The short-term effects of a hurricane on the diet and activity of black howlers (Alouatta pigra) in Monkey River, Belize

Folia Primatol (Basel). 2005 Jan-Feb;76(1):1-9. doi: 10.1159/000082450.


The diet and activity of a population of Alouatta pigra were compared before and immediately after a major hurricane to begin to explore how the monkeys cope with severe habitat destruction. Focal animal data were collected from January to April (dry season) for two seasons before (368 h) and one season after the storm (149 h) on a population of black howlers in Monkey River, Belize. During the first dry season after the storm, the monkeys changed their diet in direct accordance with the availability of food. The absence of fruit and flower production and the increase in new leaf availability forced the monkeys to adopt a completely folivorous diet. The activity budget of the monkeys also changed, and they spent more time inactive, which may be linked to the change in the distribution and type of food available. They also spent less time in social interactions, which may be due to the lower number of juveniles in the population or to the formation of new groups between unfamiliar individuals following the hurricane. The ability to live for long periods of time on leaves alone has allowed the remaining population to survive in the short term.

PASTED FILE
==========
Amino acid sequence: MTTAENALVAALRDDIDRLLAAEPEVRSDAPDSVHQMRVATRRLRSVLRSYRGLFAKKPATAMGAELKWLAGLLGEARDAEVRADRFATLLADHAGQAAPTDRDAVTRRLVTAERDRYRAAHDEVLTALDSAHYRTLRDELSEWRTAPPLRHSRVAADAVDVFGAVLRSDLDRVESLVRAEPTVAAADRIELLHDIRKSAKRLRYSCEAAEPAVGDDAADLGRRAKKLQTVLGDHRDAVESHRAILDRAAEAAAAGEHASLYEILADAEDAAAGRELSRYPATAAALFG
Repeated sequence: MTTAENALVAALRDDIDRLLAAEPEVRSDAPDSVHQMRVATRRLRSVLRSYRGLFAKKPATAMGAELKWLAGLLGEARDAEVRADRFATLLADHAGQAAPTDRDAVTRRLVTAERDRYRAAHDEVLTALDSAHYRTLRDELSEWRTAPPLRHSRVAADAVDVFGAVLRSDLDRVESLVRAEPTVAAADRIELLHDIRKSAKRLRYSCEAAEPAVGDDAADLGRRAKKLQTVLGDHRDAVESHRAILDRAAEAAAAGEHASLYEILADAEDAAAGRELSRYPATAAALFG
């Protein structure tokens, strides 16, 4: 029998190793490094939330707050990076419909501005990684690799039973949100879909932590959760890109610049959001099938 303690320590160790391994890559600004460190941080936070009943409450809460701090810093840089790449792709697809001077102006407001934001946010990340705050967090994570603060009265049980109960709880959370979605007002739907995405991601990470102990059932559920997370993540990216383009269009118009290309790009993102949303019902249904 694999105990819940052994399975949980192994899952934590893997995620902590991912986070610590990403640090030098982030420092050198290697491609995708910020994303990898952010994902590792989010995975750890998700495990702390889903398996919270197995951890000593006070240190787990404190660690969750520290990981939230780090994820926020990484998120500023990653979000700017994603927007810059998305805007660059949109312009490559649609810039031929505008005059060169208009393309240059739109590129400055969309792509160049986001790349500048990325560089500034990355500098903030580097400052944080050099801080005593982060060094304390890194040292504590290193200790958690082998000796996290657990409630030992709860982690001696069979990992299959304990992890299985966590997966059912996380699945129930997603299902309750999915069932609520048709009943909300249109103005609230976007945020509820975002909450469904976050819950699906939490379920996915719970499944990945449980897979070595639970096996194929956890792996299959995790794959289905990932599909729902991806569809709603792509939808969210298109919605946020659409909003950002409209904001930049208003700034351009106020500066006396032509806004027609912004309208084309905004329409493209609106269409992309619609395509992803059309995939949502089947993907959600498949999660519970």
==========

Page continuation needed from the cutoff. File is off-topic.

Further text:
Publication types

  • Research Support, Non-U.S. Gov't

MeSH terms

  • Alouatta / physiology*
  • Animals
  • Behavior, Animal / physiology*
  • Belize
  • Diet / veterinary*
  • Disasters*
  • Feeding Behavior / physiology
  • Female
  • Flowers
  • Food Supply
  • Fruit
  • Male
  • Motor Activity / physiology
  • Plant Leaves